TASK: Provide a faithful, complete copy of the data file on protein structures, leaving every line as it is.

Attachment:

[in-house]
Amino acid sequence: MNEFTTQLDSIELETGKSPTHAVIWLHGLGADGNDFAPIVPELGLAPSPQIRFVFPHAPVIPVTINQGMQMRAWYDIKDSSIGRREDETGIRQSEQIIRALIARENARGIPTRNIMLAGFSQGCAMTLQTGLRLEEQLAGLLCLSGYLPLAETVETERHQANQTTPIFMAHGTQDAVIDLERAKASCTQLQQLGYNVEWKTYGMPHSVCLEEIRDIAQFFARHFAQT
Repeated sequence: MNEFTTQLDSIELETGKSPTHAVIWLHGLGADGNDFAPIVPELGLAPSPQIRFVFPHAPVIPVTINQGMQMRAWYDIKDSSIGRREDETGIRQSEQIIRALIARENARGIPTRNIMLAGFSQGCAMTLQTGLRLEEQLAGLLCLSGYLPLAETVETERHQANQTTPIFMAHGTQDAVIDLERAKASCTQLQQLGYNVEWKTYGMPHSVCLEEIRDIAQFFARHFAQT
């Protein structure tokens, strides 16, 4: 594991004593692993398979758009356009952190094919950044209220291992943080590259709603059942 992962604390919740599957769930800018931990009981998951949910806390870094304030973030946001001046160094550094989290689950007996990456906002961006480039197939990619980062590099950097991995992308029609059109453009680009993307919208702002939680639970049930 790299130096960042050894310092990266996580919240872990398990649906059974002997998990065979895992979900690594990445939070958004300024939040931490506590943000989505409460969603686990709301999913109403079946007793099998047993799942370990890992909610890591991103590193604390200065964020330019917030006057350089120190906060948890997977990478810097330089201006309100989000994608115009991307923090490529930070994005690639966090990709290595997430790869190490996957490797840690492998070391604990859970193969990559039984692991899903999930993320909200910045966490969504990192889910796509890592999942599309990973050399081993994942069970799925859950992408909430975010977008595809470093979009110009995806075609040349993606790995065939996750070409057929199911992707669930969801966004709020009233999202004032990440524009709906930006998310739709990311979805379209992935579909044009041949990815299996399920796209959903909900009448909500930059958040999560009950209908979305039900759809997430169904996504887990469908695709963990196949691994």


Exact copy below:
[in-house]
Amino acid sequence: MNEFTTQLDSIELETGKSPTHAVIWLHGLGADGNDFAPIVPELGLAPSPQIRFVFPHAPVIPVTINQGMQMRAWYDIKDSSIGRREDETGIRQSEQIIRALIARENARGIPTRNIMLAGFSQGCAMTLQTGLRLEEQLAGLLCLSGYLPLAETVETERHQANQTTPIFMAHGTQDAVIDLERAKASCTQLQQLGYNVEWKTYGMPHSVCLEEIRDIAQFFARHFAQT
Repeated sequence: MNEFTTQLDSIELETGKSPTHAVIWLHGLGADGNDFAPIVPELGLAPSPQIRFVFPHAPVIPVTINQGMQMRAWYDIKDSSIGRREDETGIRQSEQIIRALIARENARGIPTRNIMLAGFSQGCAMTLQTGLRLEEQLAGLLCLSGYLPLAETVETERHQANQTTPIFMAHGTQDAVIDLERAKASCTQLQQLGYNVEWKTYGMPHSVCLEEIRDIAQFFARHFAQT
């Protein structure tokens, strides 16, 4: 594991004593692993398979758009356009952190094919950044209220291992943080590259709603059942 992962604390919740599957769930800018931990009981998951949910806390870094304030973030946001001046160094550094989290689950007996990456906002961006480039197939990619980062590099950097991995992308029609059109453009680009993307919208702002939680639970049930 790299130096960042050894310092990266996580919240872990398990649906059974002997998990065979895992979900690594990445939070958004300024939040931490506590943000989505409460969603686990709301999913109403079946007793099998047993799942370990890992909610890591991103590193604390200065964020330019917030006057350089120190906060948890997977990478810097330089201006309100989000994608115009991307923090490529930070994005690639966090990709290595997430790869190490996957490797840690492998070391604990859970193969990559039984692991899903999930993320909200910045966490969504990192889910796509890592999942599309990973050399081993994942069970799925859950992408909430975010977008595809470093979009110009995806075609040349993606790995065939996750070409057929199911992707669930969801966004709020009233999202004032990440524009709906930006998310739709990311979805379209992935579909044009041949990815299996399920796209959903909900009448909500930059958040999560009950209908979305039900759809997430169904996504887990469908695709963990196949691994």